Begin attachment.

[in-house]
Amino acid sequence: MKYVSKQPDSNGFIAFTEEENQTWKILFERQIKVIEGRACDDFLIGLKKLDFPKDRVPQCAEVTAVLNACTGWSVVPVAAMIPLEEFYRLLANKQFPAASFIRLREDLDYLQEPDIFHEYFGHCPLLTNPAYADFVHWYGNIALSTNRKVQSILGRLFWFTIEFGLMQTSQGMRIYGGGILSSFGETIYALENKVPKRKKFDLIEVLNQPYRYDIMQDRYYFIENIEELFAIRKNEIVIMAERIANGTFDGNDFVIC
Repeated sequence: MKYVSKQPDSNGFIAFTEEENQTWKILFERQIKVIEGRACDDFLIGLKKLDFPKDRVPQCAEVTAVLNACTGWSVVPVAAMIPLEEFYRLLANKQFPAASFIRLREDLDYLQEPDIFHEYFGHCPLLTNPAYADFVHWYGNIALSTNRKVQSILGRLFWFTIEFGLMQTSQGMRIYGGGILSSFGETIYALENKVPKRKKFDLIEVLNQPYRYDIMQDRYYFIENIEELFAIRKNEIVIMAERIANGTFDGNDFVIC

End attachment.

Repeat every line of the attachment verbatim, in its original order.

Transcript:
[in-house]
Amino acid sequence: MKYVSKQPDSNGFIAFTEEENQTWKILFERQIKVIEGRACDDFLIGLKKLDFPKDRVPQCAEVTAVLNACTGWSVVPVAAMIPLEEFYRLLANKQFPAASFIRLREDLDYLQEPDIFHEYFGHCPLLTNPAYADFVHWYGNIALSTNRKVQSILGRLFWFTIEFGLMQTSQGMRIYGGGILSSFGETIYALENKVPKRKKFDLIEVLNQPYRYDIMQDRYYFIENIEELFAIRKNEIVIMAERIANGTFDGNDFVIC
Repeated sequence: MKYVSKQPDSNGFIAFTEEENQTWKILFERQIKVIEGRACDDFLIGLKKLDFPKDRVPQCAEVTAVLNACTGWSVVPVAAMIPLEEFYRLLANKQFPAASFIRLREDLDYLQEPDIFHEYFGHCPLLTNPAYADFVHWYGNIALSTNRKVQSILGRLFWFTIEFGLMQTSQGMRIYGGGILSSFGETIYALENKVPKRKKFDLIEVLNQPYRYDIMQDRYYFIENIEELFAIRKNEIVIMAERIANGTFDGNDFVIC